Friday, March 13, 2009

GenderVision: Trans Partner - Gender & Relationship

An extended, in-depth interview with well-known transgender advocates Helen Boyd and Betty Crow. Helen is the author of the book "My Husband Betty", which explores the relationships of crossdressing men and their female partners, as well as a follow-up, "She's Not the Man I Married", a more serious and expansive examination of gender roles in relationships. Betty Crow is a professional actor who has appeared on daytime TV in "All My Children" as a transgender woman, who also works as a web designer and 3D animator.

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Sex-change for free

by Vinay Sitapati

March 14, 2009

Ippadiku Rose (Yours, Rose) is by any yardstick, an unusual TV programme. The Tamil talk show deals with sexuality and sexual taboos. And its host, the lovely Rose — formerly Ramesh Venkatesan, graduate of Lousiana Technical University — underwent a sex-change operation and is now a transgender icon. It’s no coincidence that the show’s a hit in Tamil Nadu. The state has perhaps the world’s most creative schemes for transgender welfare.

It’s not easy defining who a ‘transgender’ is, but the term broadly includes those whose self-identified gender and physical gender don’t match. The pedant may quibble over precise definitions, but society doesn’t — India’s one million transgenders (colloquially called eunuchs, or more uncharitably hijras) are targets of focussed discrimination. Officialdom is slowly waking up to this injustice. In 2005, the Centre introduced the category ‘E’ in passport forms for eunuchs, and in some states they’ve entered politics. But they still face social ostracisation and economic boycotts, and attempts for even a national census have faltered. The Supreme Court last month refused the plea, by a eunuch, to set up an All-India Commission for Transgenders, similar to those for scheduled castes and tribes . . . .Read More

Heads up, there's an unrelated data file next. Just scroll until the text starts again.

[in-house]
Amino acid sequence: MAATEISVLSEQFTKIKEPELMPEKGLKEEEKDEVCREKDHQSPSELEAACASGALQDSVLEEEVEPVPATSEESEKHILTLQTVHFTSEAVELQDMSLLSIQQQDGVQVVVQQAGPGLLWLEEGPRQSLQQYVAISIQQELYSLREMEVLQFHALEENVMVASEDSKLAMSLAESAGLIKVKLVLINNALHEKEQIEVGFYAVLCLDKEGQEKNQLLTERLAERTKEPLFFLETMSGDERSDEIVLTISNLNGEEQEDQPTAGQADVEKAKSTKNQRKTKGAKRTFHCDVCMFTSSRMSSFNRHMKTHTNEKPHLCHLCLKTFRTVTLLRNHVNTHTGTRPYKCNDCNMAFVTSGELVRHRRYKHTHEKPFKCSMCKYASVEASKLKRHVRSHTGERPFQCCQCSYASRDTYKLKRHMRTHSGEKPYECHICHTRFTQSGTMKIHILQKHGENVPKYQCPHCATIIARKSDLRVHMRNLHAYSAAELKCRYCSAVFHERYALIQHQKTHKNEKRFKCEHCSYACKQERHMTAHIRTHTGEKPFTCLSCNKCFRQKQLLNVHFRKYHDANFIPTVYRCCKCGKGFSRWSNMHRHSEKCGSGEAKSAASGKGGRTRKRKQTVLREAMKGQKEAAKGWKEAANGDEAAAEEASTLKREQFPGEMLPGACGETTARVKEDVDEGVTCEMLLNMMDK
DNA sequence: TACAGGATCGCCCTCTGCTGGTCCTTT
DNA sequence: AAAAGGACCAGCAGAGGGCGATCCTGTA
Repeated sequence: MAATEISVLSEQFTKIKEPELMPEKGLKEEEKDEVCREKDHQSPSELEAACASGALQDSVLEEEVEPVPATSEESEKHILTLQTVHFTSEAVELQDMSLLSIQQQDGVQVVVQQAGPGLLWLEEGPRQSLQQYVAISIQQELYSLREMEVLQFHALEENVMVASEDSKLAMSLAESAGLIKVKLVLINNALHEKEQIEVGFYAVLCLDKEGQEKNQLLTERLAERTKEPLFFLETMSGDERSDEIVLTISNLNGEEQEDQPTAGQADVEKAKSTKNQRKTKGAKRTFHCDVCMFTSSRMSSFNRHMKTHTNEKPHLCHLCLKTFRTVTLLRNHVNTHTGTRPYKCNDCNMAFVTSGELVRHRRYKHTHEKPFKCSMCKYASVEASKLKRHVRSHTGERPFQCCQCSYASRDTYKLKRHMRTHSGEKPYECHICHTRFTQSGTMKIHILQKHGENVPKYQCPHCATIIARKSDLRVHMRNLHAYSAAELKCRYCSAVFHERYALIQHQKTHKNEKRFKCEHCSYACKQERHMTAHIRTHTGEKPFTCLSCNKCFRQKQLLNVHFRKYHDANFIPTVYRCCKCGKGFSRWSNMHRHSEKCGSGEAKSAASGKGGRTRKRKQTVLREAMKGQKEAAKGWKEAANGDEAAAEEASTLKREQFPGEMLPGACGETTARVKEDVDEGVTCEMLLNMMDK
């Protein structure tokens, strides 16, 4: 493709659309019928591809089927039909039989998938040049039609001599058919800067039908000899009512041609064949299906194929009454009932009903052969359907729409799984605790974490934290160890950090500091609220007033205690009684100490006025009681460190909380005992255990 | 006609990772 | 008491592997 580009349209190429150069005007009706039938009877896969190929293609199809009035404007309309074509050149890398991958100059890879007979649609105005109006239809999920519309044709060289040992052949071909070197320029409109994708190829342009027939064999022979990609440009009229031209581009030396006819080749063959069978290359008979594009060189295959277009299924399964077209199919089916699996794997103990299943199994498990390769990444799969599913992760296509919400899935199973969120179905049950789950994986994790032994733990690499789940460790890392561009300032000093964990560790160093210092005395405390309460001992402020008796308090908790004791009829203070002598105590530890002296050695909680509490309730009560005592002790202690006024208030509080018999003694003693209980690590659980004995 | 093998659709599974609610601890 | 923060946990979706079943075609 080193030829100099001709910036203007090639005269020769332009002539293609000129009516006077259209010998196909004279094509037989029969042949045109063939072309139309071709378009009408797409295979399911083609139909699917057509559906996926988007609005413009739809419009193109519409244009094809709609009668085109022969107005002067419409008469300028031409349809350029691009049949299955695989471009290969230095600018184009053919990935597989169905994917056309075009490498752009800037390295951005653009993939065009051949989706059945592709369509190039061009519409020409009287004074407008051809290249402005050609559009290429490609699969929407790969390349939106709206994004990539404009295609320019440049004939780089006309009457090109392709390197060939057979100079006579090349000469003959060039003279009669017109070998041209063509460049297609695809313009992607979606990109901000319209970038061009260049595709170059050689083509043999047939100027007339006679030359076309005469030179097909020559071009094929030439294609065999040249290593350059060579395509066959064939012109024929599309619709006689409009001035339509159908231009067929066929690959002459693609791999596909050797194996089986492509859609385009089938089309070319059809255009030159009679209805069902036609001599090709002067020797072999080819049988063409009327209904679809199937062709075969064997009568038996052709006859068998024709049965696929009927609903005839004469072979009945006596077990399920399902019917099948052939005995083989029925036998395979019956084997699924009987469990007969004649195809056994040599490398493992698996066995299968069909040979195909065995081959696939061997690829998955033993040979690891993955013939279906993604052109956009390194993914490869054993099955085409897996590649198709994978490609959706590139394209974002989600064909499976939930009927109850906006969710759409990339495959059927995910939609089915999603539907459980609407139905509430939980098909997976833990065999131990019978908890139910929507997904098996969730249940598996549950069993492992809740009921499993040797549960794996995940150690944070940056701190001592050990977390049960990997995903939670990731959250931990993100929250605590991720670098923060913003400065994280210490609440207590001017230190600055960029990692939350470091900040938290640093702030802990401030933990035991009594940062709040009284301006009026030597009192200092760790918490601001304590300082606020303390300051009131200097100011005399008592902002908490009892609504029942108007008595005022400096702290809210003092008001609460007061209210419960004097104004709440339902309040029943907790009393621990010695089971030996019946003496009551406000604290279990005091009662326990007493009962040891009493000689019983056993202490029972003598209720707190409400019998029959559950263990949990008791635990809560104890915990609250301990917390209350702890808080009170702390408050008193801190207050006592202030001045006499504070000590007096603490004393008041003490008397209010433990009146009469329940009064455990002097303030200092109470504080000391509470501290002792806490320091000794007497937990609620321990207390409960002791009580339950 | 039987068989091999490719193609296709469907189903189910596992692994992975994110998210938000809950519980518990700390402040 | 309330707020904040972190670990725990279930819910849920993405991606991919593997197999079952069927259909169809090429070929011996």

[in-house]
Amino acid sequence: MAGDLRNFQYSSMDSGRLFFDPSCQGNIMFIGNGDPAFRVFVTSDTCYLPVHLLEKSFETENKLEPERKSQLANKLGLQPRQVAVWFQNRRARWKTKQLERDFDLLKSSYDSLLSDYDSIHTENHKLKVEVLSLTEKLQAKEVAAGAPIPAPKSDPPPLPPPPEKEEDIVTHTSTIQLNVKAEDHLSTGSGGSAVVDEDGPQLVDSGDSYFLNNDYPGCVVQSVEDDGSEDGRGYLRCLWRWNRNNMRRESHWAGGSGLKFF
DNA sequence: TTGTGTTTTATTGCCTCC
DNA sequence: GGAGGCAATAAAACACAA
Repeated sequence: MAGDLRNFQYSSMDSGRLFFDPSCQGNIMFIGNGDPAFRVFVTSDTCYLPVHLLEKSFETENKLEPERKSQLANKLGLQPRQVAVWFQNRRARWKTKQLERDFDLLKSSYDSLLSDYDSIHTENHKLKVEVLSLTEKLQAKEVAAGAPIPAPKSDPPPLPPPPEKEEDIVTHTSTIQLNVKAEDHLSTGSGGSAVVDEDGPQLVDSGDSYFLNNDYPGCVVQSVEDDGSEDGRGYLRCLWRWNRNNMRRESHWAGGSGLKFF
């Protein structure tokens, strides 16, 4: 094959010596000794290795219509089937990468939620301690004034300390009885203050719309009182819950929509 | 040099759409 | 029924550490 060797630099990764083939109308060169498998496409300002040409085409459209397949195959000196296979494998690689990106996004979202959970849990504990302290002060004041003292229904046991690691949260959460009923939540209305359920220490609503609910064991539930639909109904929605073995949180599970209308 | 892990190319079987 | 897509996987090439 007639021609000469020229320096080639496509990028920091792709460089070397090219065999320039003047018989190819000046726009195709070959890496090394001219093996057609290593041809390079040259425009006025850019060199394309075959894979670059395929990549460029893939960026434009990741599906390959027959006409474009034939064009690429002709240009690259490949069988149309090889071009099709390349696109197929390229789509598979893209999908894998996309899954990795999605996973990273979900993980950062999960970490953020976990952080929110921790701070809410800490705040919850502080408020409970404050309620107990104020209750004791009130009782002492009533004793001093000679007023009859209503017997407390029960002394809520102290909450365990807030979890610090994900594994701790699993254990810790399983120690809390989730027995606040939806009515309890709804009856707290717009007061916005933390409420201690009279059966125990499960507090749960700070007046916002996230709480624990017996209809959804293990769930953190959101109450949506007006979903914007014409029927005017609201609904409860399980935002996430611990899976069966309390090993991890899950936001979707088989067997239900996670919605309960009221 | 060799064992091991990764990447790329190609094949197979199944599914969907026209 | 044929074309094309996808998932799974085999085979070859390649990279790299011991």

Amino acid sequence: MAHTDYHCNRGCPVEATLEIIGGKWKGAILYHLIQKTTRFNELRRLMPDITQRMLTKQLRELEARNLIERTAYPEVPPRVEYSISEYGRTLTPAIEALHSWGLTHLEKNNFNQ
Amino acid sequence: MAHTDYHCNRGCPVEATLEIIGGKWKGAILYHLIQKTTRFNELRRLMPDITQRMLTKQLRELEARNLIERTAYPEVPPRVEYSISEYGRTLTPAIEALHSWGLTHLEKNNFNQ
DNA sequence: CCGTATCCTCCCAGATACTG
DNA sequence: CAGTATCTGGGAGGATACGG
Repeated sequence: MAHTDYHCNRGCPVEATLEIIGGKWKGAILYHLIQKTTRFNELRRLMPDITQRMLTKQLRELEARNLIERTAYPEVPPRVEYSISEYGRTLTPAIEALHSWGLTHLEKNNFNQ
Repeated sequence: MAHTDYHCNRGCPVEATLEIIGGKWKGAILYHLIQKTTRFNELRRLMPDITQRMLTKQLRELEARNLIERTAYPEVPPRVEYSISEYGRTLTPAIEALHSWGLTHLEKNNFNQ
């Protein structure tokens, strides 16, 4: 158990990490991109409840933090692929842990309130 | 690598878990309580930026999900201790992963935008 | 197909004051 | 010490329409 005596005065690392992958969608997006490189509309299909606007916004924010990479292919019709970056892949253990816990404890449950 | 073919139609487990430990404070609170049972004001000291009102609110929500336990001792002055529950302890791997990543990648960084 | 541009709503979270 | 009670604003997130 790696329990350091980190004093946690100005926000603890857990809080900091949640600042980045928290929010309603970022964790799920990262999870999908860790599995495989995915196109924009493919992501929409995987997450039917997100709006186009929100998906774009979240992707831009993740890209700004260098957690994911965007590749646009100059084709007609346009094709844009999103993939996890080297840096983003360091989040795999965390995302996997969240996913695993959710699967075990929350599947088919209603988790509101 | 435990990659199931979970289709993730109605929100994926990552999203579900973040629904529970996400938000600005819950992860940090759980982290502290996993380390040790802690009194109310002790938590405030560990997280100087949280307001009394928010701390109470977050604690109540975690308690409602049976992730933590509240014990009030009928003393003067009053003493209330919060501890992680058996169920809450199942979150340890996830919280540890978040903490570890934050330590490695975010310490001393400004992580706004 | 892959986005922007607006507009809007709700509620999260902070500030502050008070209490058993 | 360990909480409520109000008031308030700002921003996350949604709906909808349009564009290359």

Opinion, Critique, POV: Catholic publications outraged by transgender week

Alex LaCasse


Produced by Seattle University's Trans and Allies Club, Transgender Awareness Week included everything from a Transgender Bible study to a day reserved for criss-cross dressing-encouraging students to dress in their best "gender bending outfits."

While the week itself was calm and uncontroversial on Seattle U's campus, national Catholic organizations have taken to the Web, expressing concerns over the awareness week and its place on a religious campus.

The Catholic News Agency, in a story published March 1, highlighted several Jesuit universities who have recently sponsored events described as "obscene events promoting sexual ideologies" by the news agency. Among those schools were Georgetown University, Loyola University of Chicago and Seattle University.

Cardinal Newman Society president Patrick J. Reilly, speaking with the news agency, said Catholic-identifying universities should be concerned for sponsoring such events. . . .Read More

Transsexual a Finalist for City Manager Job in Lake Worth

By Deirdra Funcheon in Palm Beach, 13 March 2009

Susan Stanton was the city manager of Largo, Florida for 14 years until she announced she was becoming Steve Slanton. She was subsequently terminated. Stanton's case made huge headlines two years ago. Now Stanton is a finalist for the city manager job in Lake Worth.

According to a story in the Palm Beach Post, "Stanton's gender was not mentioned by city commissioners Thursday during a discussion of city manager finalists."

That alone makes Lake Worth more open-minded than Largo. "We're a wonderful community, says Commissioner Suzanne Mulvehill, who I reached by phone today. "We're an accepting community." . . .Read More

Looking Back: Susan Stanton's lonely transformation

A year after Steve Stanton became Susan, the physical and emotional changes are surprising sources of wonder and pain.

By LANE DeGREGORY, Times Staff Writer
December 31, 2007

SARASOTA -- Every morning, Susan Stanton wakes early and takes three pills. They help her suppress who she was and become the person she believes she should be.

At 9 a.m., still in her pajamas, she climbs the stairs in her Sarasota bungalow, clicks on her computer and goes to work. Looking for a job.

"I miss the 16-hour days, working with so many bright people, leading the city. I still love Largo," she says.

"I think I'm suffering from 'Pretty girl syndrome': People assume I'm making tons of money, traveling around speaking. But the truth is: I need help. I'm starting to approach people I know in the area, which I never thought I'd be doing.

"Maybe that's the last part of the transition: Losing my male ego." . . .Read More